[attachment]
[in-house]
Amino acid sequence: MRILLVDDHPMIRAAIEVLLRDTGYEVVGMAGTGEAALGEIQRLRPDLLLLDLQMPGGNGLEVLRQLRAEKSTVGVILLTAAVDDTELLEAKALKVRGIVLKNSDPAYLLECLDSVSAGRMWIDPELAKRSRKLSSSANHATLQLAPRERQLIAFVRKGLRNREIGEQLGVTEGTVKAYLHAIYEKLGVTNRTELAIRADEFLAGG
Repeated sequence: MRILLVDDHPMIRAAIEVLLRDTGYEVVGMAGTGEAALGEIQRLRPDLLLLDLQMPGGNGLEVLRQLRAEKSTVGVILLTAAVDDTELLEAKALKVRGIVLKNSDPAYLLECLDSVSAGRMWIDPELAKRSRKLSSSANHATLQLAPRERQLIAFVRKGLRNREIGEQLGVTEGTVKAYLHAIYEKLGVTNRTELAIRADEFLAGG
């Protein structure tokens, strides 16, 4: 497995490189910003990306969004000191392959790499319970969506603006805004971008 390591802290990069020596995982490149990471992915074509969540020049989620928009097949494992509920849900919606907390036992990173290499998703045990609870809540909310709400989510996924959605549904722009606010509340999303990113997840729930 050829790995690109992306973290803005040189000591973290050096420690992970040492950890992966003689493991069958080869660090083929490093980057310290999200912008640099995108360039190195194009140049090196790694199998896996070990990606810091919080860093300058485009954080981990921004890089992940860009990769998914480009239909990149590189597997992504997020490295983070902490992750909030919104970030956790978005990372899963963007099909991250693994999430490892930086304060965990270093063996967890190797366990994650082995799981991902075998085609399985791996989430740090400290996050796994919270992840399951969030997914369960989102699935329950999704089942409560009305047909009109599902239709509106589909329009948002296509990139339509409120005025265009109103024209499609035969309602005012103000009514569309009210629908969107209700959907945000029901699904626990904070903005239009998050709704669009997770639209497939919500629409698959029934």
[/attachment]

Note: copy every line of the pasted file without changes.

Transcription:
[in-house]
Amino acid sequence: MRILLVDDHPMIRAAIEVLLRDTGYEVVGMAGTGEAALGEIQRLRPDLLLLDLQMPGGNGLEVLRQLRAEKSTVGVILLTAAVDDTELLEAKALKVRGIVLKNSDPAYLLECLDSVSAGRMWIDPELAKRSRKLSSSANHATLQLAPRERQLIAFVRKGLRNREIGEQLGVTEGTVKAYLHAIYEKLGVTNRTELAIRADEFLAGG
Repeated sequence: MRILLVDDHPMIRAAIEVLLRDTGYEVVGMAGTGEAALGEIQRLRPDLLLLDLQMPGGNGLEVLRQLRAEKSTVGVILLTAAVDDTELLEAKALKVRGIVLKNSDPAYLLECLDSVSAGRMWIDPELAKRSRKLSSSANHATLQLAPRERQLIAFVRKGLRNREIGEQLGVTEGTVKAYLHAIYEKLGVTNRTELAIRADEFLAGG
């Protein structure tokens, strides 16, 4: 497995490189910003990306969004000191392959790499319970969506603006805004971008 390591802290990069020596995982490149990471992915074509969540020049989620928009097949494992509920849900919606907390036992990173290499998703045990609870809540909310709400989510996924959605549904722009606010509340999303990113997840729930 050829790995690109992306973290803005040189000591973290050096420690992970040492950890992966003689493991069958080869660090083929490093980057310290999200912008640099995108360039190195194009140049090196790694199998896996070990990606810091919080860093300058485009954080981990921004890089992940860009990769998914480009239909990149590189597997992504997020490295983070902490992750909030919104970030956790978005990372899963963007099909991250693994999430490892930086304060965990270093063996967890190797366990994650082995799981991902075998085609399985791996989430740090400290996050796994919270992840399951969030997914369960989102699935329950999704089942409560009305047909009109599902239709509106589909329009948002296509990139339509409120005025265009109103024209499609035969309602005012103000009514569309009210629908969107209700959907945000029901699904626990904070903005239009998050709704669009997770639209497939919500629409698959029934």